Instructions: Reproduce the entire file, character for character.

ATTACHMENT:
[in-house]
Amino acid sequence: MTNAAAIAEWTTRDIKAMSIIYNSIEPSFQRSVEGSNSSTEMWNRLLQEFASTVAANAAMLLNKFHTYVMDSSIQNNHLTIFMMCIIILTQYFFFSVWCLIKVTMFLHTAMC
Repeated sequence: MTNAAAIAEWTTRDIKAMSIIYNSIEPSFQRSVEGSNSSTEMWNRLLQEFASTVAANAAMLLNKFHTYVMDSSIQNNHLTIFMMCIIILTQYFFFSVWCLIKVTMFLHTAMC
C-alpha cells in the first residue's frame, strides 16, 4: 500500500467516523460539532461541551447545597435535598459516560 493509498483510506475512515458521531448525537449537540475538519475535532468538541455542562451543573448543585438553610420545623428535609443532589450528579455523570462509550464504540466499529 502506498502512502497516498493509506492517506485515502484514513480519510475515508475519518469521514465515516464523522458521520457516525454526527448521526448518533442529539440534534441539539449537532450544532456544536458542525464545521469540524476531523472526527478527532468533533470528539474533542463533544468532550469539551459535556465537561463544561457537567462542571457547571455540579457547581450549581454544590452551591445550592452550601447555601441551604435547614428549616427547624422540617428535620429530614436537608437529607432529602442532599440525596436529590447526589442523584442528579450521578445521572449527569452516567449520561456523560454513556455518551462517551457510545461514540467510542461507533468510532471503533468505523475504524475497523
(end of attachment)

[in-house]
Amino acid sequence: MTNAAAIAEWTTRDIKAMSIIYNSIEPSFQRSVEGSNSSTEMWNRLLQEFASTVAANAAMLLNKFHTYVMDSSIQNNHLTIFMMCIIILTQYFFFSVWCLIKVTMFLHTAMC
Repeated sequence: MTNAAAIAEWTTRDIKAMSIIYNSIEPSFQRSVEGSNSSTEMWNRLLQEFASTVAANAAMLLNKFHTYVMDSSIQNNHLTIFMMCIIILTQYFFFSVWCLIKVTMFLHTAMC
C-alpha cells in the first residue's frame, strides 16, 4: 500500500467516523460539532461541551447545597435535598459516560 493509498483510506475512515458521531448525537449537540475538519475535532468538541455542562451543573448543585438553610420545623428535609443532589450528579455523570462509550464504540466499529 502506498502512502497516498493509506492517506485515502484514513480519510475515508475519518469521514465515516464523522458521520457516525454526527448521526448518533442529539440534534441539539449537532450544532456544536458542525464545521469540524476531523472526527478527532468533533470528539474533542463533544468532550469539551459535556465537561463544561457537567462542571457547571455540579457547581450549581454544590452551591445550592452550601447555601441551604435547614428549616427547624422540617428535620429530614436537608437529607432529602442532599440525596436529590447526589442523584442528579450521578445521572449527569452516567449520561456523560454513556455518551462517551457510545461514540467510542461507533468510532471503533468505523475504524475497523